The thickness of coated layer of the coating material is preferably 20 μm or more. This is because if the thickness is less than 20 μm, pinholes are apt to occur in the layer, so that the anticorrosion effect lowers, and the tendon and the concrete are not sufficiently separated from each other when tension is applied to the tendon, so that the coefficient of friction increases.

The coating material may be coated by brushing, dipping or the like. The manner of coating is not limited.

The present invention will be described in more detail by the following examples.

EXAMPLE 1

To 90 parts of epoxy-resin of bisphenol A type (epoxy equivalents, 189; viscosity, 130 poise), 10 parts of benzyl alcohol as a diluent, 7 parts of dicyandiamide as a latent curing agent, 0.12 part of 2, 4, 6-tris (N, N-dimethylaminomethyl) phenol as a curing accelerator, 50 parts of talc as a filler and 1 part of aerosil as an additive were added and mixed under stirring. A coating material including a curing composition was then obtained. This coating material is called Sample 1. The relationship between the curing time and the shear adhesive strength (iron/iron) of the coating material of Sample 1 in an atmosphere having a temperature of 20 C. was examined. The result is shown in FIG. 3. As shown in FIG. 3, the shear adhesive strength of the coating material of Sample 1 after 7 months was kept at 135 kg/cm2. One month after making, the coating material was applied over a prestressing steel strand having a diameter of 12.7 mm at a layer thickness of 0.5 to 1.0 mm, and arranged in concrete as shown in FIG. 1. After two months, measurements of the coefficient of friction between the concrete and the prestressing steel strand were begun. For comparison, a conventional unbonded prestressing steel strand coated with grease and then covered with polyethylene sheath was arranged in concrete, and the measurements of the coefficient of friction between the concrete and the prestressing steel strand were begun after two months. The results are shown in FIG. 4. In FIG. 4, a zone 5 shows the result of the coating material of Sample 1, and a zone 6 shows the result of the conventional unbonded prestressing steel strand. The coefficient of friction referred to here means how much of the tension applied to one end of a prestressing steel strand arranged in the concrete is lost in a length in which the tension is transmitted to the other end of the prestressing steel strand and is indicated as a loss per applied tension per unit length (m). The value obtained by multiplying the value of the applied tension by the value of the coefficient of friction indicates the tension lost per unit length.

With Sample 1, six months after making, the coefficient of friction of the coating material is as low as that of the conventional unbonded prestressing steel strand. Therefore, it is seen that in the period of six months, applied tension was sufficiently transmitted over the whole length of the prestressing steel strand. After six months, the coefficient of friction of the coating material of the present invention rose steeply. It is seen from this result that the coating material including the curing composition cured and consequently the prestressing steel strongly adhered to the concrete by means of the coating material of the present invention. On the contrary, in the case of the conventional unbonded prestressing steel strand, it is seen that the coefficient of friction did not rise even after 6 months and the prestressing steel strand did not adhere to the concrete.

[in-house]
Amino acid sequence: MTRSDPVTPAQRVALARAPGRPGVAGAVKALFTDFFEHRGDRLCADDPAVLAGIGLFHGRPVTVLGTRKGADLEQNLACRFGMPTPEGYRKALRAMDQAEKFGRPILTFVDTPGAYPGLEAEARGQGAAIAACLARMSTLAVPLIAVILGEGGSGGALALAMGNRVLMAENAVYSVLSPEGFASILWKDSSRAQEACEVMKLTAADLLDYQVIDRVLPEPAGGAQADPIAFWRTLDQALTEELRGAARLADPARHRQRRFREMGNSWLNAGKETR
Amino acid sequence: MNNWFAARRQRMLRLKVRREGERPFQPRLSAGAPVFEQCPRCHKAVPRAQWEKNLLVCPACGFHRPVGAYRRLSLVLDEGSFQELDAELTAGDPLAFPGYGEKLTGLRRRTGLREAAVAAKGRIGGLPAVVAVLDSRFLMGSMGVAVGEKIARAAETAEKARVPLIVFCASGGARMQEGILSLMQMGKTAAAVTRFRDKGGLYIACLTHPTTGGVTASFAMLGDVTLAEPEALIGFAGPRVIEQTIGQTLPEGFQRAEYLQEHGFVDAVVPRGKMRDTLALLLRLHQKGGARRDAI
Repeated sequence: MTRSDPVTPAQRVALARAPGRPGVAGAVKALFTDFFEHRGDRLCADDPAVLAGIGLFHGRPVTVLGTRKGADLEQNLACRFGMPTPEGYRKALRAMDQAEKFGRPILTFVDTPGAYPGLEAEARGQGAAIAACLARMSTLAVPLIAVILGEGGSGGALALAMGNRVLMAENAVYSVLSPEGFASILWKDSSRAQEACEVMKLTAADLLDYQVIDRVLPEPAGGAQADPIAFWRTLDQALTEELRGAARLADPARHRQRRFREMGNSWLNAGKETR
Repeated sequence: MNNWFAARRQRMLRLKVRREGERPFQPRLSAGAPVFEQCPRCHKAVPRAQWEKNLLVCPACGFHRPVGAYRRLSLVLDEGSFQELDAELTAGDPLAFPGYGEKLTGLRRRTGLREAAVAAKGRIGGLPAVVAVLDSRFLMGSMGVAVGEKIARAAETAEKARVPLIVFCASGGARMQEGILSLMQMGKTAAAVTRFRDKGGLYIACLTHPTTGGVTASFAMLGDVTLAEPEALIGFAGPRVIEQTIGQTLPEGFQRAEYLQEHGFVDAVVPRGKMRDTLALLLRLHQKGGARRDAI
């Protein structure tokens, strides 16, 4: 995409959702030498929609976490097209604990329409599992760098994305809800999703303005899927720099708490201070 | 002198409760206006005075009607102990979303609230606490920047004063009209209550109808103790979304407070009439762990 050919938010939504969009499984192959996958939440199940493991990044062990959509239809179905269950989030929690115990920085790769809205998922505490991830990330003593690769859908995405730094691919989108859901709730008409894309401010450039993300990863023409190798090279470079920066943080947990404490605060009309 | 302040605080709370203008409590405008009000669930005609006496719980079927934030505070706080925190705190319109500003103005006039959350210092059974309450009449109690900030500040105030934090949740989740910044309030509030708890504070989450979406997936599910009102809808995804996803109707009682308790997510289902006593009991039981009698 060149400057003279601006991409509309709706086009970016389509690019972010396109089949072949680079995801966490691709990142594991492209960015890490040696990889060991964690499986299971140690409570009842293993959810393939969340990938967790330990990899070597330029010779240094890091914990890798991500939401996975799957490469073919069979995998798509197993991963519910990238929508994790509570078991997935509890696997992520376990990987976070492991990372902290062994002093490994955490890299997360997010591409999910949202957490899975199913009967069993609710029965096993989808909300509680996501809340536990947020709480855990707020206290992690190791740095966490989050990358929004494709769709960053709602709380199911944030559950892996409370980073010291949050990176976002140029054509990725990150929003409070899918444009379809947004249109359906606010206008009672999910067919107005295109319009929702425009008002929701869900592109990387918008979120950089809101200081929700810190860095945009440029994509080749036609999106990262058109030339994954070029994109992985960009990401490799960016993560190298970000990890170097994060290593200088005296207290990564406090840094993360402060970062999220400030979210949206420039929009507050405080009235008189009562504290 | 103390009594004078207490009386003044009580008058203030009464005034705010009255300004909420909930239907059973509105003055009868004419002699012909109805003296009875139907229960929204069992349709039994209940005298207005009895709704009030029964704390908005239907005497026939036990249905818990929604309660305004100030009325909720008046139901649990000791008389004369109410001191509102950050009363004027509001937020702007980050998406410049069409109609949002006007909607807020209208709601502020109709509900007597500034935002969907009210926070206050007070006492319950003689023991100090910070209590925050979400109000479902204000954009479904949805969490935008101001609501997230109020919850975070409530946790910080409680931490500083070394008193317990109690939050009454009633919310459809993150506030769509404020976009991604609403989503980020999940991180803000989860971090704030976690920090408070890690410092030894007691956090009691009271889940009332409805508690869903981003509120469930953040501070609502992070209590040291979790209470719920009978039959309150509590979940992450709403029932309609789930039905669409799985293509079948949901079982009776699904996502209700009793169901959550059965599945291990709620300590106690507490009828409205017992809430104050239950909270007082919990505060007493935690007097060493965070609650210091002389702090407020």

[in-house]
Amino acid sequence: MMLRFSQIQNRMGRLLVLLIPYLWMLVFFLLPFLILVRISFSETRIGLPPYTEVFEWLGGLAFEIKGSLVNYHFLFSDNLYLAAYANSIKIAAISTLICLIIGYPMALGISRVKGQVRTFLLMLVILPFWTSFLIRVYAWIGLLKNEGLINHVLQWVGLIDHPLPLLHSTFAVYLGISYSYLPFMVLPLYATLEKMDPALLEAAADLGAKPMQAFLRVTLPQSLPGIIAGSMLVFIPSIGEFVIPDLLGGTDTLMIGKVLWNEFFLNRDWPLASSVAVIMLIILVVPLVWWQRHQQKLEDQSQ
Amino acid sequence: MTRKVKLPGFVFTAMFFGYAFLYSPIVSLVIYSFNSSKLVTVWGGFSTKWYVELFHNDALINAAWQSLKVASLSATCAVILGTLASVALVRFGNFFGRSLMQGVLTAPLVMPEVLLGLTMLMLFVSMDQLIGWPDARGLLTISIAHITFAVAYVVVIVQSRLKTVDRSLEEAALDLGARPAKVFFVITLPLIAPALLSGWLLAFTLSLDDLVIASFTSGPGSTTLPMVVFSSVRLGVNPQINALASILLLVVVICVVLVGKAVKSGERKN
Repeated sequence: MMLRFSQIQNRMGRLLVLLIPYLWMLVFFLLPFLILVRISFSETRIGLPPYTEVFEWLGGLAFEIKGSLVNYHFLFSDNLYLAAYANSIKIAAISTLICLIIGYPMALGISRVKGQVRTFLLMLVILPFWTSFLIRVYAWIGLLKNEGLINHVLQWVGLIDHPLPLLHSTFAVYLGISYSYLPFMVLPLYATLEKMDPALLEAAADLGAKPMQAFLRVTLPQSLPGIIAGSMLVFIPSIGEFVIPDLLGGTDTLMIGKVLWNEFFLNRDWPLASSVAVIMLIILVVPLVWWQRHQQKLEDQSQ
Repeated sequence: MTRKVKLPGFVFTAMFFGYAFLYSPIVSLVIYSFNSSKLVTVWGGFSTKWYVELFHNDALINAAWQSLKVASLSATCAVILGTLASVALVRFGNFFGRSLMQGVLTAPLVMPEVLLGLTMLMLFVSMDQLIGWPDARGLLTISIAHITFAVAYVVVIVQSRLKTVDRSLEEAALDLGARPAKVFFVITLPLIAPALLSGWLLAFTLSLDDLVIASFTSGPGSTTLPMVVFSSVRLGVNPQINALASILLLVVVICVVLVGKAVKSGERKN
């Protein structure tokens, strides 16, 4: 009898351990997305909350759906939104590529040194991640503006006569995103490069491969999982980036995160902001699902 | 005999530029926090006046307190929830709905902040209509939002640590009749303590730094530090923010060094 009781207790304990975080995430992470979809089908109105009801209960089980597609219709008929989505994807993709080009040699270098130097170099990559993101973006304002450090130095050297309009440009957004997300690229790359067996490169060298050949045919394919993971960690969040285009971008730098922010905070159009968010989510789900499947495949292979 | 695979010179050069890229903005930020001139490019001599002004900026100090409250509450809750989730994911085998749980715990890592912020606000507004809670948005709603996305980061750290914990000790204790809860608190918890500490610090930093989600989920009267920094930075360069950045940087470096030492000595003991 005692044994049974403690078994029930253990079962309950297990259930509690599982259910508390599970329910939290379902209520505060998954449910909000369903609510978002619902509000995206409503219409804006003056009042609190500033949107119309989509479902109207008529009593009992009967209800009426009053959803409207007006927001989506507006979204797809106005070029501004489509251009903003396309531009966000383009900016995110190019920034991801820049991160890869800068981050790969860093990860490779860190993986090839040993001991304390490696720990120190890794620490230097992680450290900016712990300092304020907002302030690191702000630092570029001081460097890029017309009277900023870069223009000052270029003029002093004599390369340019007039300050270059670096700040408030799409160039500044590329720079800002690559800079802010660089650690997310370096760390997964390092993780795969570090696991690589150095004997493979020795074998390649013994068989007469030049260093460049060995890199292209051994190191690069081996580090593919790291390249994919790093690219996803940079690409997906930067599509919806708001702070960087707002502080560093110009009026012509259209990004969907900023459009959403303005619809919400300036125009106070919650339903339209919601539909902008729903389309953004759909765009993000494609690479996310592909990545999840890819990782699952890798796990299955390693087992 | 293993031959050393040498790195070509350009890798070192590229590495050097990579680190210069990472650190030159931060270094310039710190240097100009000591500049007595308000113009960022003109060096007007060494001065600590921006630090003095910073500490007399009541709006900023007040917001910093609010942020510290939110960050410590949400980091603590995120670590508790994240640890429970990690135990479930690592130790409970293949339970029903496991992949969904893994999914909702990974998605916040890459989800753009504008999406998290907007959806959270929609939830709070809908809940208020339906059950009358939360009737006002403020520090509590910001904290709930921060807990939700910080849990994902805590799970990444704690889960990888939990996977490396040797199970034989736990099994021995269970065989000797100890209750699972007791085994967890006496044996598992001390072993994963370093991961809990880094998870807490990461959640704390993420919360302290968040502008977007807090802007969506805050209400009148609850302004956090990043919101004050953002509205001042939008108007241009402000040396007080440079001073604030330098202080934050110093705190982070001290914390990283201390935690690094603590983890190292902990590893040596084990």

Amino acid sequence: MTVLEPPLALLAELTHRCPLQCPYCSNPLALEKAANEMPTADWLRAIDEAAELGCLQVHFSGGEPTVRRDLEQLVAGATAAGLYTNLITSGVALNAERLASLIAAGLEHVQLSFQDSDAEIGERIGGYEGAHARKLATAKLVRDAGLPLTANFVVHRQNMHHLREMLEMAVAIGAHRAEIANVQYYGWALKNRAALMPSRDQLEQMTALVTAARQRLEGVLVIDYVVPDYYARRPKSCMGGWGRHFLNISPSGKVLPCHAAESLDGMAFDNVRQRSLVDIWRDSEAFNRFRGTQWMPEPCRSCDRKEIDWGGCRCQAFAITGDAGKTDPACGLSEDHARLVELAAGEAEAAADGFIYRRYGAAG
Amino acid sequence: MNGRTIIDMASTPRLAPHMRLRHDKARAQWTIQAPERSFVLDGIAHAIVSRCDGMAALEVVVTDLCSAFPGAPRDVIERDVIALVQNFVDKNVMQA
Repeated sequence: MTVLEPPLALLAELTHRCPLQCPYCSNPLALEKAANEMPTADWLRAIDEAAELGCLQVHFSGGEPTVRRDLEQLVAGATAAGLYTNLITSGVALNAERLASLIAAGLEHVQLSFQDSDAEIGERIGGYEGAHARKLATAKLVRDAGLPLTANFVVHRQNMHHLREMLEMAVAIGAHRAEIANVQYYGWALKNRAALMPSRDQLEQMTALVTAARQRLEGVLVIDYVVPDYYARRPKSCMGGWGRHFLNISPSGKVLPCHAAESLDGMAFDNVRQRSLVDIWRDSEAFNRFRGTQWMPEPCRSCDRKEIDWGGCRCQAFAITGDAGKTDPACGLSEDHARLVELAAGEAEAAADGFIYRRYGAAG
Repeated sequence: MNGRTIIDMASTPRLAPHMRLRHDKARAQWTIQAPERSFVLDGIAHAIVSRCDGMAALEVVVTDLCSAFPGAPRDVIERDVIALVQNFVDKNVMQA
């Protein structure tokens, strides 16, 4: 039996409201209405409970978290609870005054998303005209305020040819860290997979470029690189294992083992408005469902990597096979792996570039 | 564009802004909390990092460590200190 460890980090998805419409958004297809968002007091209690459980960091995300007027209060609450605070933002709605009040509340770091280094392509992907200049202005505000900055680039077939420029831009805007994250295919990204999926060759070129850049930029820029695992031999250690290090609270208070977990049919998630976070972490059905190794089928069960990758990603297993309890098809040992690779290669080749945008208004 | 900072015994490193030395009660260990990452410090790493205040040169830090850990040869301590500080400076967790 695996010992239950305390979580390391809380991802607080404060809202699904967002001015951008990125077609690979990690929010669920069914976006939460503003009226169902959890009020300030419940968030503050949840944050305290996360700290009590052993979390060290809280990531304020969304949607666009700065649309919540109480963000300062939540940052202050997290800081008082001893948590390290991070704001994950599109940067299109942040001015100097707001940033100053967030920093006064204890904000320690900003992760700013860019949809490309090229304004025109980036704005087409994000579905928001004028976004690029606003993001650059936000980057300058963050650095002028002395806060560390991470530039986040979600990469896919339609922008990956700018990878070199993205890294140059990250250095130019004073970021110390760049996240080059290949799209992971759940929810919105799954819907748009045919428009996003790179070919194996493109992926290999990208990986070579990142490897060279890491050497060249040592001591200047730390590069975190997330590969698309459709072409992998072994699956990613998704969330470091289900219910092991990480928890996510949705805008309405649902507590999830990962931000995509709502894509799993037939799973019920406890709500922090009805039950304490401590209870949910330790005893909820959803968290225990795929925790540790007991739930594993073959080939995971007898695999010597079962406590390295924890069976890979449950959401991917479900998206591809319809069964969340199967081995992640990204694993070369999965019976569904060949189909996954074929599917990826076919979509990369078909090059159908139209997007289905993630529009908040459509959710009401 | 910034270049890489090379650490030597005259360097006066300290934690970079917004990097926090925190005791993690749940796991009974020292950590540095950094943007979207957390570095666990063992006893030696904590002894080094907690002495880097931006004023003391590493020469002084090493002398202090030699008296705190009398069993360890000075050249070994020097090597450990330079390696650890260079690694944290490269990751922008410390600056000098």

Further, the coating material of Sample 1 was applied to prestressing steel strands of a diameter of 12.7 mm at a layer thickness of 0.5 to 1.0 mm and the coated strands were arranged in concrete in two variations as shown in FIG. 1 and FIG. 2. After 7 months, the pulling loads of the two strands were measured. For comparison, a prestressing steel strand uncoated with the coating material was arranged in concrete and the pulling load thereof was measured after 7 months. The result is shown in FIG. 5. In FIG. 5, the ordinate indicates the pulling load and the abscissa indicates the sliding amount of the prestressing steel strand relative to the concrete. A curve 7 shows the case of coating a prestressing steel strand with the coating material of Sample 1 and arranging it in the concrete as shown in FIG. 1. A curve 8 shows the case of similarly coating a prestressing steel strand with the coating material of Sample 1 and arranging it as shown in FIG. 2. A curve 9 shows the case of arranging a prestressing steel strand not coated with coating material in the concrete.

In the case of coating the prestressing steel strand with the coating material and arranging the coated strand in the concrete as shown in FIG. 1, the maximum pulling load was 8.7 tons. In the case of coating the prestressing steel strand with the coating material and arranging the coated strand in the concrete as shown in FIG. 2, the maximum pulling load was 8.9 tons. On the other hand, in the case of arranging the uncoated strand in the concrete, the maximum pulling load was 4.9 tons. Further, an unbonded prestressing steel strand was arranged in concrete and the pulling load was measured after 7 months. The value was extremely small. It is seen from the abovementioned results that by using the coating material of Sample 1, a sufficient adhering force is obtained between the concrete and the prestressing steel strand after a predetermined time.